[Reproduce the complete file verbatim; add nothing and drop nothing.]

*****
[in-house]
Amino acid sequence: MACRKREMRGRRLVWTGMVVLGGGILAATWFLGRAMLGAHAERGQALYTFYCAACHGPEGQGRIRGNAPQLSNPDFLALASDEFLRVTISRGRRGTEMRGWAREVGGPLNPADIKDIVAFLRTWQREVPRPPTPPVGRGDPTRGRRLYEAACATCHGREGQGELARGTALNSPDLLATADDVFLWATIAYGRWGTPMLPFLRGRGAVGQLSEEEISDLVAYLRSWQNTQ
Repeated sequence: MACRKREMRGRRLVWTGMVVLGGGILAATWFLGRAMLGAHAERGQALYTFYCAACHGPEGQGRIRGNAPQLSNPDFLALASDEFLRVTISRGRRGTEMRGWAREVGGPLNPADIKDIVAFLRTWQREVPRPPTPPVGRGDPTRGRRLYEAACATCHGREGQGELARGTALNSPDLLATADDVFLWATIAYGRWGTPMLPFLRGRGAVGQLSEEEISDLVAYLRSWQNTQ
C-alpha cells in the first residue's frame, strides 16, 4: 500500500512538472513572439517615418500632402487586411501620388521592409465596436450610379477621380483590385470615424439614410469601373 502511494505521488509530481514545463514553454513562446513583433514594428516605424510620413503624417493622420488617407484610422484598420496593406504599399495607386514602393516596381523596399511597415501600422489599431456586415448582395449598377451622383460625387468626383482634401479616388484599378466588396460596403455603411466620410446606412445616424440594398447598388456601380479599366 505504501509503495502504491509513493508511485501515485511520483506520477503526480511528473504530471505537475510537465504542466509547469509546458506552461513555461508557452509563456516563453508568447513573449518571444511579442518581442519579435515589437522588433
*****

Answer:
[in-house]
Amino acid sequence: MACRKREMRGRRLVWTGMVVLGGGILAATWFLGRAMLGAHAERGQALYTFYCAACHGPEGQGRIRGNAPQLSNPDFLALASDEFLRVTISRGRRGTEMRGWAREVGGPLNPADIKDIVAFLRTWQREVPRPPTPPVGRGDPTRGRRLYEAACATCHGREGQGELARGTALNSPDLLATADDVFLWATIAYGRWGTPMLPFLRGRGAVGQLSEEEISDLVAYLRSWQNTQ
Repeated sequence: MACRKREMRGRRLVWTGMVVLGGGILAATWFLGRAMLGAHAERGQALYTFYCAACHGPEGQGRIRGNAPQLSNPDFLALASDEFLRVTISRGRRGTEMRGWAREVGGPLNPADIKDIVAFLRTWQREVPRPPTPPVGRGDPTRGRRLYEAACATCHGREGQGELARGTALNSPDLLATADDVFLWATIAYGRWGTPMLPFLRGRGAVGQLSEEEISDLVAYLRSWQNTQ
C-alpha cells in the first residue's frame, strides 16, 4: 500500500512538472513572439517615418500632402487586411501620388521592409465596436450610379477621380483590385470615424439614410469601373 502511494505521488509530481514545463514553454513562446513583433514594428516605424510620413503624417493622420488617407484610422484598420496593406504599399495607386514602393516596381523596399511597415501600422489599431456586415448582395449598377451622383460625387468626383482634401479616388484599378466588396460596403455603411466620410446606412445616424440594398447598388456601380479599366 505504501509503495502504491509513493508511485501515485511520483506520477503526480511528473504530471505537475510537465504542466509547469509546458506552461513555461508557452509563456516563453508568447513573449518571444511579442518581442519579435515589437522588433